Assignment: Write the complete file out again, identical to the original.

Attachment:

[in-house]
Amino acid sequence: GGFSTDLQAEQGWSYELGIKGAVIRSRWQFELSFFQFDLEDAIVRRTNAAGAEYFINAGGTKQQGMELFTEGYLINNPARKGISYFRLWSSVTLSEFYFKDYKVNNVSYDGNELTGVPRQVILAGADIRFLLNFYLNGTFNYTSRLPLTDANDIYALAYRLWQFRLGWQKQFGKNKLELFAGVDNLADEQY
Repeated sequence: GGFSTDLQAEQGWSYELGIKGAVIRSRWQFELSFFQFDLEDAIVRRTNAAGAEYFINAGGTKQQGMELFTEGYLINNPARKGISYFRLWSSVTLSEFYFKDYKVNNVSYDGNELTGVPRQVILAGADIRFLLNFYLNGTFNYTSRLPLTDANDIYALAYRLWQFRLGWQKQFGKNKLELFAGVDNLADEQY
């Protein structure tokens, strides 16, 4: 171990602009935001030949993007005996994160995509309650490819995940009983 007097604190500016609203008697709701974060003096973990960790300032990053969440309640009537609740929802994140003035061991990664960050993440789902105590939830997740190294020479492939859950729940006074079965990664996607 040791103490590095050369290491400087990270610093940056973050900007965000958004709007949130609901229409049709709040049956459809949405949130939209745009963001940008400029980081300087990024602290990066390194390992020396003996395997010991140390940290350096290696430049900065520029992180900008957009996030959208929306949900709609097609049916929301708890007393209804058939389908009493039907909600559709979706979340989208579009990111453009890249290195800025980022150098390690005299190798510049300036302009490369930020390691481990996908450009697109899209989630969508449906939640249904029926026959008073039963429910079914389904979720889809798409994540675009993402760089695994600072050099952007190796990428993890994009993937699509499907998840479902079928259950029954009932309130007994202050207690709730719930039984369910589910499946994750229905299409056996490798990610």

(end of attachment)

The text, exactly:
[in-house]
Amino acid sequence: GGFSTDLQAEQGWSYELGIKGAVIRSRWQFELSFFQFDLEDAIVRRTNAAGAEYFINAGGTKQQGMELFTEGYLINNPARKGISYFRLWSSVTLSEFYFKDYKVNNVSYDGNELTGVPRQVILAGADIRFLLNFYLNGTFNYTSRLPLTDANDIYALAYRLWQFRLGWQKQFGKNKLELFAGVDNLADEQY
Repeated sequence: GGFSTDLQAEQGWSYELGIKGAVIRSRWQFELSFFQFDLEDAIVRRTNAAGAEYFINAGGTKQQGMELFTEGYLINNPARKGISYFRLWSSVTLSEFYFKDYKVNNVSYDGNELTGVPRQVILAGADIRFLLNFYLNGTFNYTSRLPLTDANDIYALAYRLWQFRLGWQKQFGKNKLELFAGVDNLADEQY
């Protein structure tokens, strides 16, 4: 171990602009935001030949993007005996994160995509309650490819995940009983 007097604190500016609203008697709701974060003096973990960790300032990053969440309640009537609740929802994140003035061991990664960050993440789902105590939830997740190294020479492939859950729940006074079965990664996607 040791103490590095050369290491400087990270610093940056973050900007965000958004709007949130609901229409049709709040049956459809949405949130939209745009963001940008400029980081300087990024602290990066390194390992020396003996395997010991140390940290350096290696430049900065520029992180900008957009996030959208929306949900709609097609049916929301708890007393209804058939389908009493039907909600559709979706979340989208579009990111453009890249290195800025980022150098390690005299190798510049300036302009490369930020390691481990996908450009697109899209989630969508449906939640249904029926026959008073039963429910079914389904979720889809798409994540675009993402760089695994600072050099952007190796990428993890994009993937699509499907998840479902079928259950029954009932309130007994202050207690709730719930039984369910589910499946994750229905299409056996490798990610």